Dept. of Duh: Jim Cooper Calls Sequester 'Stupidest Thing Congress Has Done'



The Feds have released a list of Tennessee-specific ways we're about to get screwed over when the sequester goes into effect. The Tennessean reports that Rep. Jim Cooper says, "This is the latest, stupidest thing Congress has done." That's not even the funny part. This is the funny part:

Cooper, like other Middle Tennessee lawmakers, acknowledges that he voted in August 2011 for the bill that set up the sequester process. But like other members, he did so believing that the sequester would never come into play.

Really? Even as late as 2011, you thought there was some line in the sand of stupidity that Congress wouldn't cross? Oh, Jim Cooper, I wouldn't admit that in public.

But it gets better. Or stupider. Or both. They asked Scott DesJarlais how his constituents felt about the sequester cuts:

Rep. Scott DesJarlais, R-Jasper, agreed that people are not as concerned about the impact of the spending cuts as they are “the deficit spending that is hurting job growth and mortgaging the future of our children and grandchildren.”

Marsha Blackburn also expects us to believe that her constituents are more concerned about deficit spending than they are about cuts. But folks, we're in the middle of the sesquicentennial of the Civil War. A movie about Lincoln, for God's sake, is an Oscar darling. How thrilled, exactly, do you think Blackburn and DesJarlais' constituents are going to be when they load up in their cars to go check out the battlefields this summer and find them closed or understaffed or unmowed or unclean?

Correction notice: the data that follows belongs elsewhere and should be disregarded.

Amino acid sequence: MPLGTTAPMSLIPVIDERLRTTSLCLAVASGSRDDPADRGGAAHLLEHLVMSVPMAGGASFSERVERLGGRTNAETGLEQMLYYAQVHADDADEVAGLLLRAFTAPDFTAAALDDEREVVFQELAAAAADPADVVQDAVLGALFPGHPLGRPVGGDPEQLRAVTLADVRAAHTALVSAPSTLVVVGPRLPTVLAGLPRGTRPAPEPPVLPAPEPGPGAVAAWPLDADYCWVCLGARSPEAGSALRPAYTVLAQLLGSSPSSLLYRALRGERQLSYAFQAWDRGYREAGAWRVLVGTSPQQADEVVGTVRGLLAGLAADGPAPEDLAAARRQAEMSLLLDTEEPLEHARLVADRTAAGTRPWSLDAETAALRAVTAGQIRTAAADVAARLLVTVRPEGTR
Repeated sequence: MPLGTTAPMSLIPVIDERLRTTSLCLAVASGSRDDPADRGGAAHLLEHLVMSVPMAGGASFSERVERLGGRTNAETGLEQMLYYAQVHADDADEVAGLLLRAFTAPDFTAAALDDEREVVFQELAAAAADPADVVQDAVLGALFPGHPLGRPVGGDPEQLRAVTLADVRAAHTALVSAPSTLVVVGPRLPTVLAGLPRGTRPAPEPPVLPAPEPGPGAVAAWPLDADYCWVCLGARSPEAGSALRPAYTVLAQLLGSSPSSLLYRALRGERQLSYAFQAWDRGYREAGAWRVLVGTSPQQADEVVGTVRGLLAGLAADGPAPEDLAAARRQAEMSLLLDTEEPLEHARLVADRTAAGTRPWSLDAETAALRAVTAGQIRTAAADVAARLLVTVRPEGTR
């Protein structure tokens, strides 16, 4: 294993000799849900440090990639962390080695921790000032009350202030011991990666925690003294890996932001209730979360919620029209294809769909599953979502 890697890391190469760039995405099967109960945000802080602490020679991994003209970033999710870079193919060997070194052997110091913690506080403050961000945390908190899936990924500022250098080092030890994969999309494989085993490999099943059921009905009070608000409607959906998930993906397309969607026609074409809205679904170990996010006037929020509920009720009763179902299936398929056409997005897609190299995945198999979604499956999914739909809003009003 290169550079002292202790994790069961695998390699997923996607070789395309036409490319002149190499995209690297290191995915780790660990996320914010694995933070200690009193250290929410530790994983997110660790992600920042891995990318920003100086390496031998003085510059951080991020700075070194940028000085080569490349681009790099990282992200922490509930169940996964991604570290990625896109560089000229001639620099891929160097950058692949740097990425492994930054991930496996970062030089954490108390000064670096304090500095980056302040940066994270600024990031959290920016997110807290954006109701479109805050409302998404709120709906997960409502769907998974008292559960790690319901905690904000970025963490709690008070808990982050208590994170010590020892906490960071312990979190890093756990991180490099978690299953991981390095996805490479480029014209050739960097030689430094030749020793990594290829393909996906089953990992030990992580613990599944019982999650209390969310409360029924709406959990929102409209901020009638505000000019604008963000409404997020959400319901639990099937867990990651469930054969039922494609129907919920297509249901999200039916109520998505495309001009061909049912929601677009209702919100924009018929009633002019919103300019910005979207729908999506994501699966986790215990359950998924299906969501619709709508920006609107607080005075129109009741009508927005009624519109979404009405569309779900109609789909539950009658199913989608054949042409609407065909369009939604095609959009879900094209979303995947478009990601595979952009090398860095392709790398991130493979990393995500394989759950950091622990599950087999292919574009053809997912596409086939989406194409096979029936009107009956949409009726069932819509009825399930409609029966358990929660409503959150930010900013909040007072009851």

Let me make a bold prediction: A lot of people don't pay a lot of attention to politics, so they have no idea what's going on in Washington or what it means for their day-to-day lives. Even if they might generically be more concerned about "deficits" than they are about program cuts, they still expect the things they want open and maintained to be open and maintained. And a lot of people are going to be unhappy when they discover our national parks are a casualty — especially when the parks in question are places like Shiloh or Stones River.

People rightly expect those places be treated as hallowed ground. I expect Blackburn and DesJarlais will hear from their constituents quite loudly when they are not. Stupidest, indeed.

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